The men exited for the next piece, Ballerina Girl, which told us how many women have actually studied ballet and can dredge up a pleasing port de bras from the past (Muriel Maffre, formerly a star of San Francisco Ballet, had no need to dredge; watching her was a delight.) They returned for the Macarena, and the playlist, cued by a deejay at the center of the orchestra’s front row, went on, as in the schmaltzy Celine Dion song “My Heart Will Go On,” when the dancers paired up to emulate the Leonardo DiCaprio/Kate Winslet pose on the Titanic’s bow. There followed, appropriately, “Yellow Submarine,” the stage lit in a triangle of yellow.
The audience got lit in pink for “La Vie en Rose,” and a few couples were salted in to slow-dance in the aisles, the first of several participatory moments. Then everyone sat in the dark and sang “Imagine.” And there was more, including a lip sync to Roberta Flack’s “Killing Me Softly,” The Police’s “Every Breath You Take (I’ll Be Watching You),” and, last, the title song. The most interesting thing was how un-boring it was to be there.
Monday night’s Cedric Andrieux, a monologue by a French dancer of that name, is one of several Bel has produced. One is about a Paris Opera Ballet dancer; another, Pichet Klunchun and Myself, will screen at Bing Hall n Dec. 2.
Cedric Andrieux, an interesting exemplar of modern dance, has worked with choreographers Jennifer Muller, Merce Cunningham, and Trisha Brown. His monologue, via a head mic, played directly to the Bing audience, which was in full light. The acoustics were uncooperative and some of the narrative was indecipherable. What was heard, though, was a revelatory look into the life and times of one dancer. As Andrieux said himself, a lot of what happened in his life as a dancer had nothing to do with dance, but more to do with circumstance and happenstance, certainly a relatable notion.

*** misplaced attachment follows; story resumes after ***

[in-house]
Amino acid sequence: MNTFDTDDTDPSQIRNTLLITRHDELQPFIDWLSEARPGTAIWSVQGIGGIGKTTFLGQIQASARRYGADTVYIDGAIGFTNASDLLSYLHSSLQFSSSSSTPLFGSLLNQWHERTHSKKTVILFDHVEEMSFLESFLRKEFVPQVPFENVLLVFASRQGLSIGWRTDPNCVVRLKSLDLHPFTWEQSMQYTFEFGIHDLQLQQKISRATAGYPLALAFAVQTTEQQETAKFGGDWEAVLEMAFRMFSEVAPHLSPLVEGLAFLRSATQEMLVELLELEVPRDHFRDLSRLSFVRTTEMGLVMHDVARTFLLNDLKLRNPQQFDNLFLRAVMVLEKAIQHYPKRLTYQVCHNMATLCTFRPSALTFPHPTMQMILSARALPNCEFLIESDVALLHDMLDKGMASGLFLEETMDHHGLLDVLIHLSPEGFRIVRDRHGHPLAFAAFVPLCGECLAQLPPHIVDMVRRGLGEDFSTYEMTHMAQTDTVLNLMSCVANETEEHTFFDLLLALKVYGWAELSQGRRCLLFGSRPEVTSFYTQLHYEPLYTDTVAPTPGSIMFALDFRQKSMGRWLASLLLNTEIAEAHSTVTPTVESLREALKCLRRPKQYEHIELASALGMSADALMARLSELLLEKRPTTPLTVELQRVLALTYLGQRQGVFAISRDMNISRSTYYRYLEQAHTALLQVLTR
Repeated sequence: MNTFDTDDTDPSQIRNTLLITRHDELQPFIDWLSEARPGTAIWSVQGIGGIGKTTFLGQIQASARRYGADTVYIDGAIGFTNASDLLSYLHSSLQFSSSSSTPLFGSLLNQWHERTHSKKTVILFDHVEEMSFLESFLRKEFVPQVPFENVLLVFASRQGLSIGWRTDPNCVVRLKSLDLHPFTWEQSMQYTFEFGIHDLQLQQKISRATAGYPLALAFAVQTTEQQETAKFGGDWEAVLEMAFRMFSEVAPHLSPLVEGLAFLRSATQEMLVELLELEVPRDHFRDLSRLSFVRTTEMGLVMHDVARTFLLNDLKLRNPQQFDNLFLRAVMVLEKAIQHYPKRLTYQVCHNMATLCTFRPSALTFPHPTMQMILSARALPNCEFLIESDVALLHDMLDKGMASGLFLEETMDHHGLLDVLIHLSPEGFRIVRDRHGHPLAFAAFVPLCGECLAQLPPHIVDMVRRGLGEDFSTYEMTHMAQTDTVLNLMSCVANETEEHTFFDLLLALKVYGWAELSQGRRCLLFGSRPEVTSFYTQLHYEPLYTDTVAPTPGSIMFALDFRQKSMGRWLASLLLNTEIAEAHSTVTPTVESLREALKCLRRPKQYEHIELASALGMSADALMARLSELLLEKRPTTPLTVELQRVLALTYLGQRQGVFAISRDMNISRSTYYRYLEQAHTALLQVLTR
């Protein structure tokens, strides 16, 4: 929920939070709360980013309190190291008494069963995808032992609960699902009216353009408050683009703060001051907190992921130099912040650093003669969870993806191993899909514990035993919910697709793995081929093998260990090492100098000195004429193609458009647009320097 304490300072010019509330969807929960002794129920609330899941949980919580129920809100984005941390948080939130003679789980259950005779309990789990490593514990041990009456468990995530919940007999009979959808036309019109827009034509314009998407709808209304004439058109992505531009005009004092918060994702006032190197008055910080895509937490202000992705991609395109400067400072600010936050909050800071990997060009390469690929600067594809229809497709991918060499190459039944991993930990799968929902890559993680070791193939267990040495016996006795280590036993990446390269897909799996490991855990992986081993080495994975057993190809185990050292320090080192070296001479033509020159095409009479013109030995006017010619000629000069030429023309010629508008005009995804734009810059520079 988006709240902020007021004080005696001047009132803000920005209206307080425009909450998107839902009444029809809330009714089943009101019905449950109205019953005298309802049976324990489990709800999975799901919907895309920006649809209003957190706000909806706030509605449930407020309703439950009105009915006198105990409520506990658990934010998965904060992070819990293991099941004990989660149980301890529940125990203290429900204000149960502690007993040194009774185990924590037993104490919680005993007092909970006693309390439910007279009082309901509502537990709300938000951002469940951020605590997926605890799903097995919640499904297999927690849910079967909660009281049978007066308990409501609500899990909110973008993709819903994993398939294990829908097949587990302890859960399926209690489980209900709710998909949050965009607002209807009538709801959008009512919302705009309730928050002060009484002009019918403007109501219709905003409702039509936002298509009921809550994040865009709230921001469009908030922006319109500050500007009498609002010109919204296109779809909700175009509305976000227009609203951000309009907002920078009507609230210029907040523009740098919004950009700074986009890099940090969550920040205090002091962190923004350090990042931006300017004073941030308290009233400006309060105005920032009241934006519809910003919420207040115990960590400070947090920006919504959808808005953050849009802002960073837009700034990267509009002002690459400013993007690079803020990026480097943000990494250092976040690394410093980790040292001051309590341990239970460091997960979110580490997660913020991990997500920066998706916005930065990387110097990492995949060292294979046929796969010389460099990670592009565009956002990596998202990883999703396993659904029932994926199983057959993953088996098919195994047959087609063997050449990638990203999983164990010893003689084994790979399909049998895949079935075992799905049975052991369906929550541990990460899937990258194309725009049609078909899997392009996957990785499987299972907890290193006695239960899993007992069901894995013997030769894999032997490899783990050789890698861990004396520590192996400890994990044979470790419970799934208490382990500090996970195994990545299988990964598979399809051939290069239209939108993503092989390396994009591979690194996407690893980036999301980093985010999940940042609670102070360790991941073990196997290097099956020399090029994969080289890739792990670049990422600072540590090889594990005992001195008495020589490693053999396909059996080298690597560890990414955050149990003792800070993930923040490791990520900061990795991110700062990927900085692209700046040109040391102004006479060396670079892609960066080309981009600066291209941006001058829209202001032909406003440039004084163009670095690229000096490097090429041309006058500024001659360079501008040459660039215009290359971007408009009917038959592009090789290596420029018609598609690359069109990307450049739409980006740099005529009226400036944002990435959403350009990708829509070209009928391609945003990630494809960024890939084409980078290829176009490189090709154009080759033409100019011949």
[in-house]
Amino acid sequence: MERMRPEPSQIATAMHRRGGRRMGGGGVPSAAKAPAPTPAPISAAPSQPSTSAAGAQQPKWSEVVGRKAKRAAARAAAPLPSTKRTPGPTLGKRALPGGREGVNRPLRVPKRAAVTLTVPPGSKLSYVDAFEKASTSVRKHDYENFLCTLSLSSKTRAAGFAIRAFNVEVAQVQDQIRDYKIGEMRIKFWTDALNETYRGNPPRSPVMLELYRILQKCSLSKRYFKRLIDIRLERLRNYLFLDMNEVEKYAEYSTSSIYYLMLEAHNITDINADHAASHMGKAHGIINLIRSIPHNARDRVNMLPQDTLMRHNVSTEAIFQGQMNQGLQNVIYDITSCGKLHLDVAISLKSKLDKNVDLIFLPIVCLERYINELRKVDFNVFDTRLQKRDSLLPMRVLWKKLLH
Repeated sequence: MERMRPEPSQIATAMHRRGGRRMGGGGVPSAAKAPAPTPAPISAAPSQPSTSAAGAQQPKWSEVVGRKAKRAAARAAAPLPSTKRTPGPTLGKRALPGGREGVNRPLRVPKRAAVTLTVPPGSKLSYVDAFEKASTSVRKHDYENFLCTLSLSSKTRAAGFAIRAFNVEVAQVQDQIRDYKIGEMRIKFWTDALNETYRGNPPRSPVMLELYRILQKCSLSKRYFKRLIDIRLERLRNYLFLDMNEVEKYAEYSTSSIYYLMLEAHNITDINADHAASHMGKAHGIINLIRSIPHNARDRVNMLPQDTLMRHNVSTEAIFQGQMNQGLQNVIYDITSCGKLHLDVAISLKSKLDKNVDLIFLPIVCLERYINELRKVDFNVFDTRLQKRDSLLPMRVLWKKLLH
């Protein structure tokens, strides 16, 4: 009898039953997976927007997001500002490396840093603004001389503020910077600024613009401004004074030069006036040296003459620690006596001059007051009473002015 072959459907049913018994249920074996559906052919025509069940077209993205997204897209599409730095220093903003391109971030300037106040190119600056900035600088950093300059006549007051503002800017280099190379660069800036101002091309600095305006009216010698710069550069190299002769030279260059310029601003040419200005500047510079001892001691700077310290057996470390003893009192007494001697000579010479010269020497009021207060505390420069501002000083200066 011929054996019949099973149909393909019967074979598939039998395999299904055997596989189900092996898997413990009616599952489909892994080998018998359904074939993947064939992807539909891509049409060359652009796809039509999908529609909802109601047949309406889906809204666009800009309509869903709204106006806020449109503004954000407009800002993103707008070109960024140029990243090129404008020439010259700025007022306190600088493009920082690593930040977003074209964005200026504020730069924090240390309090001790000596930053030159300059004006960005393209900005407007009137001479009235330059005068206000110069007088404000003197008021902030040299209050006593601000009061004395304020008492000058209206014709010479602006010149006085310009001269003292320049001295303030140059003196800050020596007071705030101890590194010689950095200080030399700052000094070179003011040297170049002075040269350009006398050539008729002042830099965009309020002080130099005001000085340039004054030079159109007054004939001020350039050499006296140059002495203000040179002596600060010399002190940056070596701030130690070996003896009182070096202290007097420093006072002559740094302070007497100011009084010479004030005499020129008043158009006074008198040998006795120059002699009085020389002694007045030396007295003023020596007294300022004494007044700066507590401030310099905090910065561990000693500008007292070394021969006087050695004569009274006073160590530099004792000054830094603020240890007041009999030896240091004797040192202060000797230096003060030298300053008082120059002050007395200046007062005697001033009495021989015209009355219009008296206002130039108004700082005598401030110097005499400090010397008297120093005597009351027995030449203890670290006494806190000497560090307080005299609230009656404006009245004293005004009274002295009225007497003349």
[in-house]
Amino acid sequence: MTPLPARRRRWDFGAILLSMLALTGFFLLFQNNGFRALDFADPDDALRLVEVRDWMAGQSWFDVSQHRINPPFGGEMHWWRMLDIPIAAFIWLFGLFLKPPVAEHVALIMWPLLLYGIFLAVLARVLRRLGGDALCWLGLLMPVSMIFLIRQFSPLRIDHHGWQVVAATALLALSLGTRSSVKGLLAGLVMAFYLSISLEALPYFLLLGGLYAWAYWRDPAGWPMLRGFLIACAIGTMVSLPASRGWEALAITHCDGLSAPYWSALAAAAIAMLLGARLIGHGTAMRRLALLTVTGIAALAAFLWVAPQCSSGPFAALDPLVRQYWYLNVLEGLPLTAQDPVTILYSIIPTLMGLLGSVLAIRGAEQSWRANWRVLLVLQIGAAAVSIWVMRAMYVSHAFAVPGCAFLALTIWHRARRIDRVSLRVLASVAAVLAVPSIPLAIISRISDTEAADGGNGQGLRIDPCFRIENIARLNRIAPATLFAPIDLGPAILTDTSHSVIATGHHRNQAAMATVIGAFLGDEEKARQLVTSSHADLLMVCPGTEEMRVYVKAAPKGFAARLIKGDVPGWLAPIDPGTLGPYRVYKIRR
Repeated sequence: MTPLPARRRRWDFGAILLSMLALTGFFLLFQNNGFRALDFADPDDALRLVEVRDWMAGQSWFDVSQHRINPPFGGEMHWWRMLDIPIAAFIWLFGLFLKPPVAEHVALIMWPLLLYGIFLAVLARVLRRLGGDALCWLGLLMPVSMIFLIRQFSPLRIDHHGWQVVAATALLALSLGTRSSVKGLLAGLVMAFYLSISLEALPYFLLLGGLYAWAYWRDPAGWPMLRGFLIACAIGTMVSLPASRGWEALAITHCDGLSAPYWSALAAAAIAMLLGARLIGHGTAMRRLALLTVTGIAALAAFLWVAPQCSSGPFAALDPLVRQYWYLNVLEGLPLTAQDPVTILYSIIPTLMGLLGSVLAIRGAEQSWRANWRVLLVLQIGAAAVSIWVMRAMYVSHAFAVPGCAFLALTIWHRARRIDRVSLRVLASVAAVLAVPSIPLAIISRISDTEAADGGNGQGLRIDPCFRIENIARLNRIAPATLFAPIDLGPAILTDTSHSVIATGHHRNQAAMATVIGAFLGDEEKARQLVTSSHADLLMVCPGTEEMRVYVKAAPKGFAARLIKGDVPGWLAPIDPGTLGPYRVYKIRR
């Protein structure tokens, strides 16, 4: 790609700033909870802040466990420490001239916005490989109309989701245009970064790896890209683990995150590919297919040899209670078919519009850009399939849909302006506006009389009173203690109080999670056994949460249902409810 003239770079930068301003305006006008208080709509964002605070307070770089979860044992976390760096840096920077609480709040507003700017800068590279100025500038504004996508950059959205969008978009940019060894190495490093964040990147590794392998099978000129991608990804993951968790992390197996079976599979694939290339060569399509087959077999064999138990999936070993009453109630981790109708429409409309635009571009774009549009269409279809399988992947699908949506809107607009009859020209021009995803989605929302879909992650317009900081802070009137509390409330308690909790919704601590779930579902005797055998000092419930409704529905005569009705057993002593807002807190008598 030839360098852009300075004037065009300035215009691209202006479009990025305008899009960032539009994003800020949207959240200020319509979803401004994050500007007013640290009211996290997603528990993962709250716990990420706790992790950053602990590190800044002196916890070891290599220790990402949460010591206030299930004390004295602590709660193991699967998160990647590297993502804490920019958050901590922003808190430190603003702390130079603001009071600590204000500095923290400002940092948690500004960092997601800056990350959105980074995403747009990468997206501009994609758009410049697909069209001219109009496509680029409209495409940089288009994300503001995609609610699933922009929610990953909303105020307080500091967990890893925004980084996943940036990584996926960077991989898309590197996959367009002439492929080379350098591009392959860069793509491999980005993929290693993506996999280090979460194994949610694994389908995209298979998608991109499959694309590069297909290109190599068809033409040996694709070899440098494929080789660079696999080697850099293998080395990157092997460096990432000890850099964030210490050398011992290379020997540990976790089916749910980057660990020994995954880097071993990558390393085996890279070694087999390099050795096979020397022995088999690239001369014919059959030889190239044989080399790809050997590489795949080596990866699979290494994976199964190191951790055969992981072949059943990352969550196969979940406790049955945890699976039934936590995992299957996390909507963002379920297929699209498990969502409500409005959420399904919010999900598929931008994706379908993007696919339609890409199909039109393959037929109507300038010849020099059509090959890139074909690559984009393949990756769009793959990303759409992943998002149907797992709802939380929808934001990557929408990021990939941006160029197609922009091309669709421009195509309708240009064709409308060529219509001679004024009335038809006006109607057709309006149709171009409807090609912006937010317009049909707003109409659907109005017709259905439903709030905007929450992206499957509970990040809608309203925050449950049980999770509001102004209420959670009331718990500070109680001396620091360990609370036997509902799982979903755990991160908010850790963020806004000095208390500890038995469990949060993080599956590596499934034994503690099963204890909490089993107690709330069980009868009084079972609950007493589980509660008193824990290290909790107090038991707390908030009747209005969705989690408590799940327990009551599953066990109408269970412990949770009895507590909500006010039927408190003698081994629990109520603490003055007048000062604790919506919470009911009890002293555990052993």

He wanted to go to New York both to be there and to sleep with a certain dancer, so he joined Muller’s group. From there, he joined Cunningham, dancing with them for nine years and loving the experience, though he worried about his lack of communication with Cunningham. When the movement became too painful, he joined Trisha Brown’s company, whose movement is more natural to the body. As he danced excerpts from pieces by Cunningham and Brown, the mic picked up and made the audience party to the exertion as well as the beauty.
Because of the details of his story, and the self-awareness and modesty with which he spoke, it felt like a privileged encounter. It also felt as if Andrieux needed us to be there, especially when he recalled dancing in a performance in France of “The Show Must Go On.” As “Every Breath You Take (I’ll be Watching You)” played, Andrieux simply stood on the Bing stage and slowly and deliberately turned his head, focusing and smiling at the audience, section by section, to take us all in, the way we had when we watched him dance. We were part of his show. It was as simple, and as complicated, as that.